May 27th, 2014
02:56 PM ET
You can blame Seth Rogen for many things – slacker performances, curly hair, "The Green Hornet." But he won't be happy if you lay a "sexist movie monoculture" – one claimed to contribute to last week's California killing spree – at his feet.
That's how he and Washington Post film critic Ann Hornaday got into a tiff. In an essay published Sunday, Hornaday mentioned Rogen's recent comedy "Neighbors" as symbolic of a type of movie that, in the case of killer Elliot Rodger, gets twisted into an unfulfilled fantasy.
Hornaday described a Hollywood culture of "insecurity and entitlement" and mass entertainment "overwhelmingly controlled by white men, whose escapist fantasies so often revolve around vigilantism and sexual wish-fulfillment (often, if not always, featuring a steady through-line of casual misogyny)."
"Rodger’s rampage," she wrote, "may be a function of his own profound distress, but it also shows how a sexist movie monoculture can be toxic for women and men alike."
Which led her to Rogen.
"How many students watch outsized frat-boy fantasies like 'Neighbors' and feel, as Rodger did, unjustly shut out of college life that should be full of 'sex and fun and pleasure'?" Hornaday wrote. "How many men, raised on a steady diet of Judd Apatow comedies in which the shlubby arrested adolescent always gets the girl, find that those happy endings constantly elude them and conclude, 'It’s not fair'?"
Rogen responded on Twitter.
".@AnnHornaday I find your article horribly insulting and misinformed," he tweeted. A minute later, he added, ".@AnnHornaday how dare you imply that me getting girls in movies caused a lunatic to go on a rampage."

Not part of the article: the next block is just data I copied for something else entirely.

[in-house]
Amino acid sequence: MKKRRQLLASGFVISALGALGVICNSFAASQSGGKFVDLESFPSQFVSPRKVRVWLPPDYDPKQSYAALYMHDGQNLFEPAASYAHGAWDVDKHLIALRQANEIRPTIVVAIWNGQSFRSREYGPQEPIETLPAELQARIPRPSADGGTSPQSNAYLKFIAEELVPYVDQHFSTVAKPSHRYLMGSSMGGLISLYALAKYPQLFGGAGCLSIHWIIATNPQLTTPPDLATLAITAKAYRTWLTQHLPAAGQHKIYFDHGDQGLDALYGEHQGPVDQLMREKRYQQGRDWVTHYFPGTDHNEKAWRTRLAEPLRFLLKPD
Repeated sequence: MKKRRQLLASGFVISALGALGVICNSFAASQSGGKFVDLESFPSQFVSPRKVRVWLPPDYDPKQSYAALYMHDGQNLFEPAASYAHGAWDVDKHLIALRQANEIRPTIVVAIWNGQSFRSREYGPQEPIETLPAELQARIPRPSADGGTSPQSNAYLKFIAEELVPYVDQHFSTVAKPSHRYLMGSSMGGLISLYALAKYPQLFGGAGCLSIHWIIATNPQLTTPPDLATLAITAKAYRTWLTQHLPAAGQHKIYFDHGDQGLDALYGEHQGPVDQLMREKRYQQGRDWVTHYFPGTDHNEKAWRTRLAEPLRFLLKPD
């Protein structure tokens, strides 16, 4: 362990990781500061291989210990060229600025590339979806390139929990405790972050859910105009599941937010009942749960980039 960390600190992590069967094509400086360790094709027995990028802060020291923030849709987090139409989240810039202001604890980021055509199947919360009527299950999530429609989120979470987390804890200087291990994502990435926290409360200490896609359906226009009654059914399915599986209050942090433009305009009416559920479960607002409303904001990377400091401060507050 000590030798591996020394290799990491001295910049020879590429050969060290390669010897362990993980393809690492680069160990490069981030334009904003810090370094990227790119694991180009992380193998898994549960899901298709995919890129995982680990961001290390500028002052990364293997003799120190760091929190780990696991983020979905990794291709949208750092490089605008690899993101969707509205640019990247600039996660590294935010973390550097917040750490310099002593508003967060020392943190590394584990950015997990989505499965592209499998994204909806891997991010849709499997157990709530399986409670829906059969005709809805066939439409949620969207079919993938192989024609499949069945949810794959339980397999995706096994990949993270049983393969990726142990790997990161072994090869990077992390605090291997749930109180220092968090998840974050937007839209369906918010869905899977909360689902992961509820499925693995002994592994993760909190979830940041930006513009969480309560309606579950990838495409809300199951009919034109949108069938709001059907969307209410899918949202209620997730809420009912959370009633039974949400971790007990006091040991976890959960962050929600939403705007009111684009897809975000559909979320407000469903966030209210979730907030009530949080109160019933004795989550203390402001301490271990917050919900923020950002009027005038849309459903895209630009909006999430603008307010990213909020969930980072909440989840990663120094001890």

Director and writer Apatow, a Rogen colleague, added on to the actor's tweets.
"She uses tragedy to promote herself with idiotic thoughts," Apatow tweeted, later adding that essays such as Hornaday's generate traffic and sell papers.
Apatow also noted how events such as the Isla Vista, California, rampage become fodder for news media debates, including ones seen on CNN.
UPDATE, 4:38 p.m. ET: Hornaday has responded to commenters in a new column on the Washington Post site. In a video with the column, she addressed Rogen and Apatow's tweets.
"In singling out 'Neighbors' and Judd Apatow I by no means meant to cast blame on those movies or Judd Apatow's work for this heinous action," she said. "But it bears all of us asking what the costs are of having such a narrow range of stories that we constantly go back to."
She added in the column, "Let the conversation continue."
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